In light of these competing theories, what is the origin of the Good Friday tradition?
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The idea that Jesus died on a Wednesday is a fabrication. It is nothing more than an attempt to force a modernistic interpretation onto Matthew 12:40. In the early church the common understanding of "three days and three nights" did not require "three full days and also three full nights".
Fourth century scholar/priest St. Jerome explains in his Commentary on Jonah:
Sixteenth century reformer Martin Luther agrees in a sermon on the resurrection:
Furthermore, this view ignores the testimony of the rest of the New Testament. The Gospel of Mark, in fact, describes Jesus' activities every day of the week leading up to his arrest and crucifixion.
Jesus was active on each day up to and including the day of the crucifixion. Jesus fulfilled the law; he did not violate the sabbath rest except to follow a higher law such as healing the blind, so none of these six days could have been a weekly sabbath. There is simply no way to squeeze six consecutive non-sabbath days into the calendar without the final one being a Friday, so that puts Palm Sunday on a Sunday, the crucifixion on a Friday, and the resurrection on the next Sunday.
Christian Tradition, going back to New Testament times, consistently testifies that Jesus would be raised, not "after three days", but "on the third day". Here are some examples from the New Testament:
If the gospel consisted of nothing but Matthew 12:40, we might be able to interpret the "three days and three nights" differently, but against the weight of the rest of the New Testament and the history of Christianity, it's hard to argue for a Wednesday crucifixion.
The myth of a Friday crucifixion came about because of Mary's inability to go and tend the body of Christ on the Sabbath. The confusion came about because it was not the weekly Sabbath the scripture was referring to. It was High Sabbath it was referring to. See ( http://en.wikipedia.org/wiki/High_Sabbaths for a thorough explanation. ) People often reject this because they think it was invented by Seventh Day Adventist. Not so. And by the way I'm not Seventh Day Adventist. In reference to this being something that has only been around 200, or 300 years....Please consider it has only been roughly the same amount of time people have believed in a rapture occurring. Because the Catholic church grew into a state of apostasy during the middle ages, this important information was lost. It has taken hundreds of years for us to rediscover these truths.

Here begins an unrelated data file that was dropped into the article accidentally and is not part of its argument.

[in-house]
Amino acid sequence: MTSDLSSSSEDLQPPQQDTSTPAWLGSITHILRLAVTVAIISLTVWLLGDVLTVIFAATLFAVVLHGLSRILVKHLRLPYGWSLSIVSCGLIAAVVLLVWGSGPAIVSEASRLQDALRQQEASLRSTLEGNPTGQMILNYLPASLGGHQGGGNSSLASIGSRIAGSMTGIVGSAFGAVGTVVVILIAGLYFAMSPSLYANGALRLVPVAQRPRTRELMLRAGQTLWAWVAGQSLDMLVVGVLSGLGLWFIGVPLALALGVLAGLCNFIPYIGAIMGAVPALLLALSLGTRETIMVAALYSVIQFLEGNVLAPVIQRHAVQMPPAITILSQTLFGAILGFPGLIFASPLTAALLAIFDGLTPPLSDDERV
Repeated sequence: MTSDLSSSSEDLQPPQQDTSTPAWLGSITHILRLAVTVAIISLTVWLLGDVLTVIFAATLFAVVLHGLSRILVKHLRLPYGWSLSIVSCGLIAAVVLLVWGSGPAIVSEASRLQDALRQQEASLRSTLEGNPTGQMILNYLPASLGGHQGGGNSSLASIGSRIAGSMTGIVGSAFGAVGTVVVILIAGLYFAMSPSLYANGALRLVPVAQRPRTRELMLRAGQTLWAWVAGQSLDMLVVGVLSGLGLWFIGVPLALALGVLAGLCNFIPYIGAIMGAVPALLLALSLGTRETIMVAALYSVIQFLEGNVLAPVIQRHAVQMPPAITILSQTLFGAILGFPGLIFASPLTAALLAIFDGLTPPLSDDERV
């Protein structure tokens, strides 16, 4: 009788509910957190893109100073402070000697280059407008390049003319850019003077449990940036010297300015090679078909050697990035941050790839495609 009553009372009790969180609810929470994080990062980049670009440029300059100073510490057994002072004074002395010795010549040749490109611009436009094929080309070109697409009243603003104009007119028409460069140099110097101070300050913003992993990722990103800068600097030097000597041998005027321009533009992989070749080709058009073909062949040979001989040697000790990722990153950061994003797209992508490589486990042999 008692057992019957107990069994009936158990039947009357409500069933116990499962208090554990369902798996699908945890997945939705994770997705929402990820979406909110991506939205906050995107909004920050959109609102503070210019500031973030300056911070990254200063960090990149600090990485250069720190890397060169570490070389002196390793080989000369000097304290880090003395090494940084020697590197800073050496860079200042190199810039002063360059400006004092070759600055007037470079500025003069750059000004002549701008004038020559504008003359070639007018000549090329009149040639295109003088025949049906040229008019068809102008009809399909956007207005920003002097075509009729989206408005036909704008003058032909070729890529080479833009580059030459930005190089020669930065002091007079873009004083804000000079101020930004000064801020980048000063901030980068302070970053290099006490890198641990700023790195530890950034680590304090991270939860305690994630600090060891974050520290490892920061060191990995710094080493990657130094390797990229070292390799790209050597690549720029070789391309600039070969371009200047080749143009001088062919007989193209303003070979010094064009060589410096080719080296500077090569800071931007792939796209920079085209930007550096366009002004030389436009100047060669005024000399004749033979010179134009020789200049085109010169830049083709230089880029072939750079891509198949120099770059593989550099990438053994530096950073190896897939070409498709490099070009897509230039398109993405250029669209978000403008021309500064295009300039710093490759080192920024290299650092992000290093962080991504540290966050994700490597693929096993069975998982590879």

The answer is that the theory that Christ died on a Wednesday is only about 300 years old, whereas the Good Friday tradition is nearly 2000 years old. So at the time Good Friday was established as tradition, the Wednesday crucification theory hadn't been considered yet.
The Wednesday crucifixion theory seems to have originated in the early 1700s, and was motivated by an attempt to demonstrate that Christ's resurrection occurred on Saturday, rather than on Sunday. The reasoning was to demonstrate that worshiping on Saturday was still appropriate for Christians, as opposed to worshiping on Sunday, as most Christians do. (Source)
Of course the motivation behind the Wednesday theory, and indeed its truth (or lack thereof), has little to do with the answer to this specific question, if the theory had not yet been conceived at the time that the Good Friday tradition began.
protected by Community♦ Feb 21 '15 at 7:08
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